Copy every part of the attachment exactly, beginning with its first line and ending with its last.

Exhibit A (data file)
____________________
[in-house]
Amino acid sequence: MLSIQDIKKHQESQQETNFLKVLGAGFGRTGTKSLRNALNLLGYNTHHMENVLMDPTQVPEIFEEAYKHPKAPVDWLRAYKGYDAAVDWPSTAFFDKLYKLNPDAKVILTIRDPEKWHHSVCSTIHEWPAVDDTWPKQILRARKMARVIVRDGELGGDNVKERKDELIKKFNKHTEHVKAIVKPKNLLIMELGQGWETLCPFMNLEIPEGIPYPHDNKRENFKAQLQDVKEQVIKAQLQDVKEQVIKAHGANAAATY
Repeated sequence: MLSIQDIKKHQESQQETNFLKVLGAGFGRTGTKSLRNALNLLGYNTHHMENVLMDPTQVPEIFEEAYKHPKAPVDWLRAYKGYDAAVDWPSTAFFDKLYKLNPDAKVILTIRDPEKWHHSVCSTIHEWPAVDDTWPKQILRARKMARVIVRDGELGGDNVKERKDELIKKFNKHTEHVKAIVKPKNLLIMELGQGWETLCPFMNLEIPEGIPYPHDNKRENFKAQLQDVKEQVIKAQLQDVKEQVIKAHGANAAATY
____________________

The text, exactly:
[in-house]
Amino acid sequence: MLSIQDIKKHQESQQETNFLKVLGAGFGRTGTKSLRNALNLLGYNTHHMENVLMDPTQVPEIFEEAYKHPKAPVDWLRAYKGYDAAVDWPSTAFFDKLYKLNPDAKVILTIRDPEKWHHSVCSTIHEWPAVDDTWPKQILRARKMARVIVRDGELGGDNVKERKDELIKKFNKHTEHVKAIVKPKNLLIMELGQGWETLCPFMNLEIPEGIPYPHDNKRENFKAQLQDVKEQVIKAQLQDVKEQVIKAHGANAAATY
Repeated sequence: MLSIQDIKKHQESQQETNFLKVLGAGFGRTGTKSLRNALNLLGYNTHHMENVLMDPTQVPEIFEEAYKHPKAPVDWLRAYKGYDAAVDWPSTAFFDKLYKLNPDAKVILTIRDPEKWHHSVCSTIHEWPAVDDTWPKQILRARKMARVIVRDGELGGDNVKERKDELIKKFNKHTEHVKAIVKPKNLLIMELGQGWETLCPFMNLEIPEGIPYPHDNKRENFKAQLQDVKEQVIKAQLQDVKEQVIKAHGANAAATY